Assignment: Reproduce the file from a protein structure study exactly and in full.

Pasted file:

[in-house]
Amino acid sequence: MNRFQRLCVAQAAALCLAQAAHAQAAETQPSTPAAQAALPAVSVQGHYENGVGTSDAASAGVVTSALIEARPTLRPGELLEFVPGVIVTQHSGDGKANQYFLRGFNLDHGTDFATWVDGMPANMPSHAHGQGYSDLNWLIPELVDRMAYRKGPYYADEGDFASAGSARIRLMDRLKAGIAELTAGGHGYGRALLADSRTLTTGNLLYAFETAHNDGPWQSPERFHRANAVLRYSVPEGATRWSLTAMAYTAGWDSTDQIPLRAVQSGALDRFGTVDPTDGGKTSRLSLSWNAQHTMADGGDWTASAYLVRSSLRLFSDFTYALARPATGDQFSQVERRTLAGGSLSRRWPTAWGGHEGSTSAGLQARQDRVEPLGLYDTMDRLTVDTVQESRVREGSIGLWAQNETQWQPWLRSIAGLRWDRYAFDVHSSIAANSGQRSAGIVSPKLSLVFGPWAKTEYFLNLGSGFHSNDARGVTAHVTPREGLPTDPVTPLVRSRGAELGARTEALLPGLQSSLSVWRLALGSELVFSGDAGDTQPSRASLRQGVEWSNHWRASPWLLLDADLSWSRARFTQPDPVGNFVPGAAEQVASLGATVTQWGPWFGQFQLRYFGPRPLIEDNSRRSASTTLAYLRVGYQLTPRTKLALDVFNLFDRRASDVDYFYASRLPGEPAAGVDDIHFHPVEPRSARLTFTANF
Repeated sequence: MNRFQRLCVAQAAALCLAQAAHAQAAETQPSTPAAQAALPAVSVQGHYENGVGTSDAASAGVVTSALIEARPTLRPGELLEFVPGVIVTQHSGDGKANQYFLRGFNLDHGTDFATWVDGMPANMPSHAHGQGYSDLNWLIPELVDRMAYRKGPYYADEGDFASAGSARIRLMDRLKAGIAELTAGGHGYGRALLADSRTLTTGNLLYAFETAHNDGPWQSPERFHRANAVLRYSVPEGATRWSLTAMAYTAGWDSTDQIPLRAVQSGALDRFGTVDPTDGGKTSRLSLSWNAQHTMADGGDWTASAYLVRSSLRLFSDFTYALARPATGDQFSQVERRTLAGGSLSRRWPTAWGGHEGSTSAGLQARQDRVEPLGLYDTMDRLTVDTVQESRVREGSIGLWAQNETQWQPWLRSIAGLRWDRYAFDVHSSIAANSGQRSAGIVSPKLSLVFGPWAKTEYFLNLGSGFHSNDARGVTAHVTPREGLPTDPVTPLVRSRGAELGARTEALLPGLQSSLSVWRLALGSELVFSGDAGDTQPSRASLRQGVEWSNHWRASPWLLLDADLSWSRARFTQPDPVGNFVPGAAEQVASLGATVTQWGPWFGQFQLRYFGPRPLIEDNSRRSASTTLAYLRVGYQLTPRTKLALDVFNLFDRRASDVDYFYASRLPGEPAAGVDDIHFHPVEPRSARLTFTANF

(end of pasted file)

[in-house]
Amino acid sequence: MNRFQRLCVAQAAALCLAQAAHAQAAETQPSTPAAQAALPAVSVQGHYENGVGTSDAASAGVVTSALIEARPTLRPGELLEFVPGVIVTQHSGDGKANQYFLRGFNLDHGTDFATWVDGMPANMPSHAHGQGYSDLNWLIPELVDRMAYRKGPYYADEGDFASAGSARIRLMDRLKAGIAELTAGGHGYGRALLADSRTLTTGNLLYAFETAHNDGPWQSPERFHRANAVLRYSVPEGATRWSLTAMAYTAGWDSTDQIPLRAVQSGALDRFGTVDPTDGGKTSRLSLSWNAQHTMADGGDWTASAYLVRSSLRLFSDFTYALARPATGDQFSQVERRTLAGGSLSRRWPTAWGGHEGSTSAGLQARQDRVEPLGLYDTMDRLTVDTVQESRVREGSIGLWAQNETQWQPWLRSIAGLRWDRYAFDVHSSIAANSGQRSAGIVSPKLSLVFGPWAKTEYFLNLGSGFHSNDARGVTAHVTPREGLPTDPVTPLVRSRGAELGARTEALLPGLQSSLSVWRLALGSELVFSGDAGDTQPSRASLRQGVEWSNHWRASPWLLLDADLSWSRARFTQPDPVGNFVPGAAEQVASLGATVTQWGPWFGQFQLRYFGPRPLIEDNSRRSASTTLAYLRVGYQLTPRTKLALDVFNLFDRRASDVDYFYASRLPGEPAAGVDDIHFHPVEPRSARLTFTANF
Repeated sequence: MNRFQRLCVAQAAALCLAQAAHAQAAETQPSTPAAQAALPAVSVQGHYENGVGTSDAASAGVVTSALIEARPTLRPGELLEFVPGVIVTQHSGDGKANQYFLRGFNLDHGTDFATWVDGMPANMPSHAHGQGYSDLNWLIPELVDRMAYRKGPYYADEGDFASAGSARIRLMDRLKAGIAELTAGGHGYGRALLADSRTLTTGNLLYAFETAHNDGPWQSPERFHRANAVLRYSVPEGATRWSLTAMAYTAGWDSTDQIPLRAVQSGALDRFGTVDPTDGGKTSRLSLSWNAQHTMADGGDWTASAYLVRSSLRLFSDFTYALARPATGDQFSQVERRTLAGGSLSRRWPTAWGGHEGSTSAGLQARQDRVEPLGLYDTMDRLTVDTVQESRVREGSIGLWAQNETQWQPWLRSIAGLRWDRYAFDVHSSIAANSGQRSAGIVSPKLSLVFGPWAKTEYFLNLGSGFHSNDARGVTAHVTPREGLPTDPVTPLVRSRGAELGARTEALLPGLQSSLSVWRLALGSELVFSGDAGDTQPSRASLRQGVEWSNHWRASPWLLLDADLSWSRARFTQPDPVGNFVPGAAEQVASLGATVTQWGPWFGQFQLRYFGPRPLIEDNSRRSASTTLAYLRVGYQLTPRTKLALDVFNLFDRRASDVDYFYASRLPGEPAAGVDDIHFHPVEPRSARLTFTANF